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The Foreign Service Journal covers foreign affairs from an insider's perspective, providing thought-provoking articles on international issues, the practice of diplomacy and the U.S. Foreign Service. Including the AFSA News section, The Journal is published monthly (January-February and July-August issues combined) by the American Foreign Service Association.
The June issue explores progress on diversity and inclusion, with a special emphasis on LGBT+ rights in the Foreign Service and across the foreign affairs agencies.
The issue features and in-depth Q&A with the new—and first ever—Special Envoy for the Human Rights of LGBT Persons, career Foreign Service Officer Randy Berry. Selim Ariturk, president of GLIFAA (founded in 1992 as Gays and Lesbians in Foreign Affairs Agencies), presents an overview of the progress made by the Foreign Service LGBT community, and outlines the milestones which have yet to be reached. FSO Richmond Blake explains how the United States is folding LGBT considerations into its human rights policy agenda.
FSOs Jennifer Zimdahl Galt and Thao Anh Tran reflect on how robust mentor-mentee relationships can help sustain diversity into the top ranks of the Foreign Service. FSO Lia Miller credits the Pickering and Rangel fellowship programs for having attracted first-rate candidates with diverse backgrounds to our diplomatic ranks, but raises concern about retention. Ambassador Michael Guest speaks out on how the foreign affairs agencies can remain competitive with corporate employers by expanding, rather than backsliding on, their support for unmarried partners of all diplomats. Finally, the issue provides a look at the many affinity groups at the foreign affairs agencies and the important role they play in enhancing diversity and promoting inclusion.
Elsewhere in the issue, AFSA President Bob Silverman recounts examples of Foreign Service leadership, and finally, the June issue contains our semiannual education supplement. This edition examines the insanity of college admissions and the possibilities offered by taking a gap year.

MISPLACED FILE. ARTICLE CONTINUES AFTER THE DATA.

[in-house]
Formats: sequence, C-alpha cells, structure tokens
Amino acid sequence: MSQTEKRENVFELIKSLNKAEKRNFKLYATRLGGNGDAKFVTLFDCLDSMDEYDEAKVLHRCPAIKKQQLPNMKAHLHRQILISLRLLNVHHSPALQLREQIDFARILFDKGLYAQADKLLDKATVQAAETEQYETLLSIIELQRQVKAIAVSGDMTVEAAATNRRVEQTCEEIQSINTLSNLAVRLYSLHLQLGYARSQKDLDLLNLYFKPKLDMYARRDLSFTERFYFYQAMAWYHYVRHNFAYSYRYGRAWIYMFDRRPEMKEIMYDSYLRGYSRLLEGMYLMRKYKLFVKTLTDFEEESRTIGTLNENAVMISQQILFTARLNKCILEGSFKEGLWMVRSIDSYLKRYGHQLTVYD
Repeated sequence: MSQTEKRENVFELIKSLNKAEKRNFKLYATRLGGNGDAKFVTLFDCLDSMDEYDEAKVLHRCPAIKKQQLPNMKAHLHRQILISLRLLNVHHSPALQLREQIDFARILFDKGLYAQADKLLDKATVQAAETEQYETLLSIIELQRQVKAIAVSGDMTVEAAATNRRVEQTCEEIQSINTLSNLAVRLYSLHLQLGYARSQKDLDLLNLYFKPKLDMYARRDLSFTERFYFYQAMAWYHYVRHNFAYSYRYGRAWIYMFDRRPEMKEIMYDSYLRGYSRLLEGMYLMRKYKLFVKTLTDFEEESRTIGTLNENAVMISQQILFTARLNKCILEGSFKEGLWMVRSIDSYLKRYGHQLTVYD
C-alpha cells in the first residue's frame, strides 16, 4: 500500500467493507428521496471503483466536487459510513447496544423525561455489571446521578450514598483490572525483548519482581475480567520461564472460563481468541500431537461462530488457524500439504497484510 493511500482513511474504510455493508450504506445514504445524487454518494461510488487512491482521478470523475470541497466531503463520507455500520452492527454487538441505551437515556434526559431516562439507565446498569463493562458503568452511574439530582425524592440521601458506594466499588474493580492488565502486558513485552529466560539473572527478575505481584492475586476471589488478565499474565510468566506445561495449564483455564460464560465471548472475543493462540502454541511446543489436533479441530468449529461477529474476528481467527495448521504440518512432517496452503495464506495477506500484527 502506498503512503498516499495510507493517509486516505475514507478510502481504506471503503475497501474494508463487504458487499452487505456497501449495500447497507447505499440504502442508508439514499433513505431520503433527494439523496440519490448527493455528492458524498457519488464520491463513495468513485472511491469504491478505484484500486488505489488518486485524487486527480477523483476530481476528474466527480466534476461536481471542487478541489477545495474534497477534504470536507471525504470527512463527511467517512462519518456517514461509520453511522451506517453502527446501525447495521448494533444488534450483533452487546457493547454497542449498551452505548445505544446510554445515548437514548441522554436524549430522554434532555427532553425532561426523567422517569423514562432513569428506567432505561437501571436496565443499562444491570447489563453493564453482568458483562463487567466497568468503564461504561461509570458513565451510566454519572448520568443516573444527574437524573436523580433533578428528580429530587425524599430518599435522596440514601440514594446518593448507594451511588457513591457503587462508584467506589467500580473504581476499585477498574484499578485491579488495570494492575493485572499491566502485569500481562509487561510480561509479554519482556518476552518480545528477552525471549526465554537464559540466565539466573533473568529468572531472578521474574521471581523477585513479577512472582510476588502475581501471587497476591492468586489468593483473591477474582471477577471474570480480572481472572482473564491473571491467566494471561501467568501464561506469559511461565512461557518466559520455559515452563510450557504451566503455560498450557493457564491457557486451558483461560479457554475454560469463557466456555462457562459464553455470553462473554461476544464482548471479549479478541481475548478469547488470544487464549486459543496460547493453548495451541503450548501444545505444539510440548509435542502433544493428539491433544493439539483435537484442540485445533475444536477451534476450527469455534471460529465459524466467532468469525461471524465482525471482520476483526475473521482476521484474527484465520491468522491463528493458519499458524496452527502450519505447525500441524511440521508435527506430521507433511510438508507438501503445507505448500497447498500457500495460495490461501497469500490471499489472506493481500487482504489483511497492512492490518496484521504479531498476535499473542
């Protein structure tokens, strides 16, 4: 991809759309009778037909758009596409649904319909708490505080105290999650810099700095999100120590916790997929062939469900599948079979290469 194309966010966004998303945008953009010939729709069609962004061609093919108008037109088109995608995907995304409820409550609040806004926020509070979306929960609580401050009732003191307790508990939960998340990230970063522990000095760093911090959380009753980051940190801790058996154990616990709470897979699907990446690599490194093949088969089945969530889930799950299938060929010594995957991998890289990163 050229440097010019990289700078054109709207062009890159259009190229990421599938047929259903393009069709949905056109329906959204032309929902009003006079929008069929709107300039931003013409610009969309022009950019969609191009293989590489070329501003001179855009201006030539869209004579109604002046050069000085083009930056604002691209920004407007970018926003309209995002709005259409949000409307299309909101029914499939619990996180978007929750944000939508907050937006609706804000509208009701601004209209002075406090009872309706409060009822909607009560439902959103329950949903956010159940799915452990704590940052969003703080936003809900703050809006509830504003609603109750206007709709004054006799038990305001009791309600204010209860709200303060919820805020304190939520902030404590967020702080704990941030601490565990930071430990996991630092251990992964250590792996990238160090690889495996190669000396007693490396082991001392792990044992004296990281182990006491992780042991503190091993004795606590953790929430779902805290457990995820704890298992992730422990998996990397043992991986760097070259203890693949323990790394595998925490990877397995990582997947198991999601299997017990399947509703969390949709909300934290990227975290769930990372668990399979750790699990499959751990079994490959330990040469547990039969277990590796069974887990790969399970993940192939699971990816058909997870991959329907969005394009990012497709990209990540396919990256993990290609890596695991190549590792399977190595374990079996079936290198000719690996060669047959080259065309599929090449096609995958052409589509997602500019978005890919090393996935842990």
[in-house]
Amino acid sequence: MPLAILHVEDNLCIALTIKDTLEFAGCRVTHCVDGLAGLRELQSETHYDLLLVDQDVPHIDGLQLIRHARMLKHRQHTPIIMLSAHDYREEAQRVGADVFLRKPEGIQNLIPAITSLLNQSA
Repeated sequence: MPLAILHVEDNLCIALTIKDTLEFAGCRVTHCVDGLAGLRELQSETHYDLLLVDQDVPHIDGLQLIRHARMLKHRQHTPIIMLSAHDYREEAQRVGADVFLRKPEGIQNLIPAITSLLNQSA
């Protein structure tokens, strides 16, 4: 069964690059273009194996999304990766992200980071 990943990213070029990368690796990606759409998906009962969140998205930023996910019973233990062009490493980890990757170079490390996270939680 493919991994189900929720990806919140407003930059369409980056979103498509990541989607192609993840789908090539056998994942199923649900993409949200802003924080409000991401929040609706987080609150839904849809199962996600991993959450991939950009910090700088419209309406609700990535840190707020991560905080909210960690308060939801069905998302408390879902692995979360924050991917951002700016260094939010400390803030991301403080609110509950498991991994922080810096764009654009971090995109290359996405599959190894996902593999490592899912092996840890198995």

We always welcome short, focused letters about FSJ content; please send them to email@example.com.
Protecting the existence and rights of the LGBT community has become a core issue in the U.S. human rights mission worldwide.
With significant successes to celebrate, GLIFAA is broadening its reach in the campaign for full equality for LGBT individuals.
The progress of LGBT rights in Europe and the Americas has elicited a backlash in other parts of the world. Strong U.S. leadership can help reverse this alarming trend and mitigate the threat of widespread violence.
It is one thing to recruit a diverse workforce; it is quite another to sustain that diversity into the senior ranks and reap the benefits. Mentoring is one of the keys.
Two innovative programs—the Thomas R. Pickering Fellowship and the Charles B. Rangel Program—have helped bring diversity to the Foreign Service, but challenges remain.
It’s not easy to keep one’s footing through the college admissions frenzy. In his new book, journalist Frank Bruni offers perspective and balance that can help ease the process.
Gap years are becoming more popular in the United States as a transition to college. Here’s one Foreign Service student’s experience.
A Story of Foreign Service Leadership
Employee Plus One: Marriage and the War for Talent